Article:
(i) See Williams, R. P. 243, see ante, p. 62; Woodfall, Land17th ed.; ante, pp. 18, 30.
lord and Tenant, pp. 505 et seq., (K) 3 Black. Comin. 6 et seq. 15th ed.
(1) See Williams, R. P. 306, (p) Stat. 4 Geo. II. c. 28, s. 5; 17th ed.
see Williams, R. P. 393, 17th ed. (m) Except such as are privi- (9) See Manning's Exchequer leged from distress, as to which Practice, pt. i. bk. i. 2nd ed.;
Woodfall, Landlord and Chitty on the Prerogatives of the Tenant, pp. 464 et seq., 15th ed. Crown, ch. xii.; stat. 28 & 29
(n) 3 Black. Comm. 8; see Vict. c. 104, s. 47. Woodfall, Landlord and Tenant, (r) Stat. 43 & 44 Vict. c. 19, ch. XI., 15th ed., as to distress ss. 85, 86. for rent generally.
(s) See stat. 12 & 13 Vict. c. 14; (0) Stat. 2 Wm. & Mary, c. 5; Index to Statutes, tit. Distress.
Execution Except in the case of seizure under a distress or against goods.
prerogative process, chattels are only liable to involuntary alienation for debt, in their owner's lifetime, in execution of a judgment obtained against him, and upon his bankruptcy. If judgment be obtained in the High Court of Justice for the recovery or payment of a sum of money, the judgment debtor's goods and chattels
may be taken in execution and sold under the writ of Writ of fieri fieri facias (fi. fa.) (t). This writ is of very ancient facias.
date, and is usually said to be given by the common law; though some suppose that its name arose from the wording of the statute of Edward I. (u), by which the writ of elegit was provided (x). The writ directs the sheriff to cause the amount of the judgment debt to be realized out of the goods and chattels of the debtor, quod fieri facias de bonis et catallis, &c.; and a sale of the goods is made by the sheriff accordingly (y). Goods, however, are not, as lands formerly were, affected by the mere entry of a judgment of a court of law against the owner. The debtor was always allowed to alienate his goods until the writ of execution was issued ; although by a fiction of law, all judicial proceedings, writs of execution included, for
(t) See Rules of the Supreme Court, 1883, Order XLII. r. 3, and Appx. H, No. 1, where the form of the writ of fi. fa. is given.
(u) Stat. 13 Edw. I. c. 18, called the Statute of Westminster the Second. See Williams, R. P. 244, 17th ed.
(C) Bac. Abr. Execution (C).
(y) The common law rule was that, under the writ of fi. fa., the sheriff could only seize such things as he could sell ; Legg v. Evans, 6 M. & W. 36, 41; but by stat. 1 & 2 Vict. c. 110, s. 12, the sheriff was empowered to seize money and bank notes well, and also tangible securities for money, such as bills of ex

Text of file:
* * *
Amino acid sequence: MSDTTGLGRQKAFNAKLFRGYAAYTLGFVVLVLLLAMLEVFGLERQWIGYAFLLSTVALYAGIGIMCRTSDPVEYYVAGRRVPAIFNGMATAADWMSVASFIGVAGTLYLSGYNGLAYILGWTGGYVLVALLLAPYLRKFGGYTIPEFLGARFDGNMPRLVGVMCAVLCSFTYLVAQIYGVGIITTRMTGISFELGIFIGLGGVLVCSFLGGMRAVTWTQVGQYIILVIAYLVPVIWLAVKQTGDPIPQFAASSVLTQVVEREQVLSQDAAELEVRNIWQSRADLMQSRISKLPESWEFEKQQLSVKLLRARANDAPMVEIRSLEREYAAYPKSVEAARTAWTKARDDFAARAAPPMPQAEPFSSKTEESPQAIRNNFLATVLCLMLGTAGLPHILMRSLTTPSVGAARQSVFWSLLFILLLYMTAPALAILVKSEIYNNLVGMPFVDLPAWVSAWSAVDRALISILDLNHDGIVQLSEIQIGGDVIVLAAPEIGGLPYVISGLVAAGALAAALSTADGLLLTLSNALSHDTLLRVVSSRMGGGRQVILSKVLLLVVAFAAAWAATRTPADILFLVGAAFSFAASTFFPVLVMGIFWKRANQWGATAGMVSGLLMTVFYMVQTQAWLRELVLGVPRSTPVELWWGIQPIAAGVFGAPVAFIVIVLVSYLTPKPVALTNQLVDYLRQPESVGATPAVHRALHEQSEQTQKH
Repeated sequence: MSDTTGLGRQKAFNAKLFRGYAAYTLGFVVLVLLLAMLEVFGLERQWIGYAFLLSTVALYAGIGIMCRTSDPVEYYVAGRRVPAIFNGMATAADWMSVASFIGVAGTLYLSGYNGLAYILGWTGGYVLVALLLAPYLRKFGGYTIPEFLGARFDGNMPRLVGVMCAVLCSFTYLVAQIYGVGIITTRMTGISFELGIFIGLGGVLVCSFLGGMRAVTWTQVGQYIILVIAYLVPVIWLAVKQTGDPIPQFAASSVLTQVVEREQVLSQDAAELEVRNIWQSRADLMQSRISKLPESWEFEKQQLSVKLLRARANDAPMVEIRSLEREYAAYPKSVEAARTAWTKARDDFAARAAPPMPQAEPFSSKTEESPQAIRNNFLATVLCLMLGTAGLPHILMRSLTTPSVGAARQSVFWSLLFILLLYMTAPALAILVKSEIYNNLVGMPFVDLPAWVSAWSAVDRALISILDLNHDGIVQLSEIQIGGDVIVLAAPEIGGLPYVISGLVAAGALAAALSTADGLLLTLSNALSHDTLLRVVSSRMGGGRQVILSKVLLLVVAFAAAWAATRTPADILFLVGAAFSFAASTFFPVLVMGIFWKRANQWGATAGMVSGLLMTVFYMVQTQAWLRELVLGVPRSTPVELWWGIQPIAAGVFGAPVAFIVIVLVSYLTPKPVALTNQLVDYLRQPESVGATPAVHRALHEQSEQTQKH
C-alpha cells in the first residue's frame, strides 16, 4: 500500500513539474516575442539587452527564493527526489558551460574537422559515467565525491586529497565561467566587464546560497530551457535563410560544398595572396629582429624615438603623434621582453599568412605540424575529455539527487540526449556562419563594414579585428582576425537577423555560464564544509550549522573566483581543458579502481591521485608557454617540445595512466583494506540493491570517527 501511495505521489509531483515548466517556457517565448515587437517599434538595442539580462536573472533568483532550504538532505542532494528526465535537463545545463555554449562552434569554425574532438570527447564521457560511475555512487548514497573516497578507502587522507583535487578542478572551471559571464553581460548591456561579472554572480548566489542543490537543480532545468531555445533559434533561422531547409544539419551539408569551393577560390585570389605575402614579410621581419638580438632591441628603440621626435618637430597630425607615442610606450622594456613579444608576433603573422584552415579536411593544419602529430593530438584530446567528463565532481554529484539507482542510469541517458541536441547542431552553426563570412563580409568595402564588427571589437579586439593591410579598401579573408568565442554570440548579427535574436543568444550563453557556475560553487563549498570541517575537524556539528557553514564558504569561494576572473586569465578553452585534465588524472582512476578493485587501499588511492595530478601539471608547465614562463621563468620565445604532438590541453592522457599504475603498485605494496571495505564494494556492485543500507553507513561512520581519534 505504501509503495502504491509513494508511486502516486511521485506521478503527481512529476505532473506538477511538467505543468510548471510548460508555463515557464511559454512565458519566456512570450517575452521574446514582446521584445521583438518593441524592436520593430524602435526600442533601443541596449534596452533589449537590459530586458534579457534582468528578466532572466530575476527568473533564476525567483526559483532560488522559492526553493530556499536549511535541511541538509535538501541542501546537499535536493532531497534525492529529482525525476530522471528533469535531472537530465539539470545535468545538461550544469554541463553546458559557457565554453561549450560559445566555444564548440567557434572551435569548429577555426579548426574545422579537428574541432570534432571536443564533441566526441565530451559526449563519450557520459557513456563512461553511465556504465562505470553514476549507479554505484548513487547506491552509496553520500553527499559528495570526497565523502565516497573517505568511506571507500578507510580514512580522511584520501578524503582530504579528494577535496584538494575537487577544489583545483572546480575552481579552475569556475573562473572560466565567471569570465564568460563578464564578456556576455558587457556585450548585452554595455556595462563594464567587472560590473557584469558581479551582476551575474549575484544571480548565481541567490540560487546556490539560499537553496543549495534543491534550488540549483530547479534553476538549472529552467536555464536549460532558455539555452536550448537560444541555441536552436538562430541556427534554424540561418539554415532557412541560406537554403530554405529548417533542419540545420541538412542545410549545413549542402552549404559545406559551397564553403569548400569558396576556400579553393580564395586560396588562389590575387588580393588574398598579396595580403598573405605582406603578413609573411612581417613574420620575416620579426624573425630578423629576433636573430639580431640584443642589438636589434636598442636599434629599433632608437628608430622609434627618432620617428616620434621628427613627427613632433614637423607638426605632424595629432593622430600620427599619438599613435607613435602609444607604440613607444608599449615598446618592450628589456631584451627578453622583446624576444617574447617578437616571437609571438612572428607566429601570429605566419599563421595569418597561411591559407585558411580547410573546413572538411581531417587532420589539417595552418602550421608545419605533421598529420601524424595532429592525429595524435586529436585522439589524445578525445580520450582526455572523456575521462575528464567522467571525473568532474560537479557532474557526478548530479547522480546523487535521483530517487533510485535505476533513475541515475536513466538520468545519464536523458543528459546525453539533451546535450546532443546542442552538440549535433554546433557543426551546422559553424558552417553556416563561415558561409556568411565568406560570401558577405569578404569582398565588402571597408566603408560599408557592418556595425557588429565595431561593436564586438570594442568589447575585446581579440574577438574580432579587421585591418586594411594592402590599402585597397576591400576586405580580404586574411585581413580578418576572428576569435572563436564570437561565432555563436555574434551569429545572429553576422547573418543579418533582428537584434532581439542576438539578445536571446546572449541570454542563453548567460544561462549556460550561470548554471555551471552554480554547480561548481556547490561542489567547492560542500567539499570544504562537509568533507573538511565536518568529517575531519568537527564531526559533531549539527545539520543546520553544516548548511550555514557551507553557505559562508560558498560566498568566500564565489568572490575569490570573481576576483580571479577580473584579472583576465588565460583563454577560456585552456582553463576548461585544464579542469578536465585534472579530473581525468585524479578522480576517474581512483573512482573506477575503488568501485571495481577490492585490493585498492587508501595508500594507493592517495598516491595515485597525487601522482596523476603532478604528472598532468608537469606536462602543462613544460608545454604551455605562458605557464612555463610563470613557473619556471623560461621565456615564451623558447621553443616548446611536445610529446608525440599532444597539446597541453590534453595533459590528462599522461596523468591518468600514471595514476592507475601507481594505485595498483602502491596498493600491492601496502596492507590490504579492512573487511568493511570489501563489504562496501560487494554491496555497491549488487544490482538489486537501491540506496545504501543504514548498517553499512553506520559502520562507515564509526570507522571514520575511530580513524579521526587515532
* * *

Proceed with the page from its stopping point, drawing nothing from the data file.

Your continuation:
change, notes, cheques, or bonds, all of which were formerly exempt from seizure; Bac. Abr. Execution (C. 2). By stat. 8 Anne, c. 18 (c. 14 in Ruffhead), s. 1, amended by 7 & 8 Vict. c. 96, s. 67, the landlord is given a right to be paid oue year's arrears of rent, or not more than four weeks' arrears where the tenement is let at a weekly rent, or not more than four terms' arrears where the tenement is let for any other term less than a year, before any goods taken in execution against his tenant are removed from off the premises; see Woodfall, Landlord and ena 523 et seq., 15th ed.
merly related back to the first day of the term to which they belonged (z). Goods, therefore, which had been sold after the first day of a term, might yet practically have been seized under a writ of fi. fa. relating back to that day, but subsequently issued. To Statute of remedy this evil, it is enacted in the Sale of Goods
Frauds. Act, 1893 (a), in place of one of the sections of the Statute of Frauds (6), that a writ of fieri facias or other writ of execution against goods shall bind the property in the goods of the execution debtor as from the time when the writ is delivered to the sheriff (c) to be executed ; and, for the better manifestation of such time, it shall be the duty of the sheriff, without fee, upon the receipt of any such writ to endorse upon the back thereof the hour, day, month, and year when he received the same. And it is further provided in the same Act of 1893 (a), in place of an enactment of 1856 (d), that no such writ shall prejudice the title to such goods acquired by any person in good faith and for valuable consideration, unless such person had at the time when he acquired his title notice that such writ or any other writ by virtue of which the goods of the execution debtor might be seized or attached had been delivered to and remained unexecuted in the hands of the sheriff. Goods and chattels may therefore be safely alienated, although judgment exist against their owner, provided a writ of execution be not actually in the hands of the sheriff; and even in this last event, a good title will be acquired by any person, who takes them in good faith and for valuable consideration, without notice of a writ of